Why Global Citizens Should Care
Gender discrimination in the workplace prevents women from achieving to their full potential. Eliminating gender inequality in the workforce would greatly increase economic activity. When half of the population is held back, we’re all held back. You can join us by taking action here to take a stand for true gender equality.

Tech giant Amazon has abandoned an artificial intelligence (AI) tool it had been building for three years after determining that the system was discriminating against women, reports Reuters.

The AI tool, intended to help with recruitment by trawling for candidates online, reportedly downgraded résumés containing the word "women's" and filtered out potential hires who had attended two women-only colleges, noted Business Insider

Take Action: Sign the petition calling on influential companies to support women-owned businesses.

“Everyone wanted this holy grail,” one source told Reuters. "They literally wanted it to be an engine where I'm going to give you 100 résumés, it will spit out the top five, and we'll hire those." 

The AI tool was built using past résumés submitted to Amazon over a 10-year period as a reference point for hiring, Business Insider reported. Because these résumés were predominantly submitted by male applicants, the tool perpetuated this pattern and developed a bias against female hires, presuming male candidates were preferable.

Read More: This Trailblazing South African Pilot Is Now Working to Get Girls Into Science

While engineers attempted to tweak the system, glitches remained and executives lost faith in pursuing the project by early 2017, according to the Reuters report.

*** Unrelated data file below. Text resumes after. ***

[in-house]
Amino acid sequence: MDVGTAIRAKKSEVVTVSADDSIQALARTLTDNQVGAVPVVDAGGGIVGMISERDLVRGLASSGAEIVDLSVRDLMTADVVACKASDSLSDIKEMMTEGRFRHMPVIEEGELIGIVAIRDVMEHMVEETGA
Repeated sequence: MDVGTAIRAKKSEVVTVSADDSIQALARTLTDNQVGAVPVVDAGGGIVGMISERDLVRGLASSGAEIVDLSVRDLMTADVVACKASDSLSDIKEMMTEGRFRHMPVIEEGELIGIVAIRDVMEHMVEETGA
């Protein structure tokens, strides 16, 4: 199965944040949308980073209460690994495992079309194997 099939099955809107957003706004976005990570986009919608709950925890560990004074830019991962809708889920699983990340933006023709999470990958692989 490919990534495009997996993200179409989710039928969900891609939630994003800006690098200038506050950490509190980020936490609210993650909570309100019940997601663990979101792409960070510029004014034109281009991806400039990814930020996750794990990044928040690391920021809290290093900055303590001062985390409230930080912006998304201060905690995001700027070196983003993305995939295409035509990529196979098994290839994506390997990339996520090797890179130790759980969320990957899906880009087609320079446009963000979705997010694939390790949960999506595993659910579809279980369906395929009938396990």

The case study sets a dismal precedent for other companies hoping to harness similar technology in the near future. According to a 2017 survey by talent software firm CareerBuilder, approximately 55% of US human resources managers said AI would be a regular part of their work within the next five years. 

“How to ensure that the algorithm is fair, how to make sure the algorithm is really interpretable and explainable — that’s still quite far off,” said Nihar Shah, a computer scientist who teaches machine learning at Carnegie Mellon University, in an interview with Reuters.

John Jersin, vice president of LinkedIn Talent Solutions, also told Reuters that he didn’t see the service as a replacement for traditional recruiters.

Read More: Your Wedding Could Help End Child Marriage

“I certainly would not trust any AI system today to make a hiring decision on its own,” he said. “The technology is just not ready yet.”

Amazon is reportedly now testing a new version of the automated employment screening, focused on diversity. 


Demand Equity

Amazon Shuts Down AI Hiring Tool for Being Sexist

By Joanna Prisco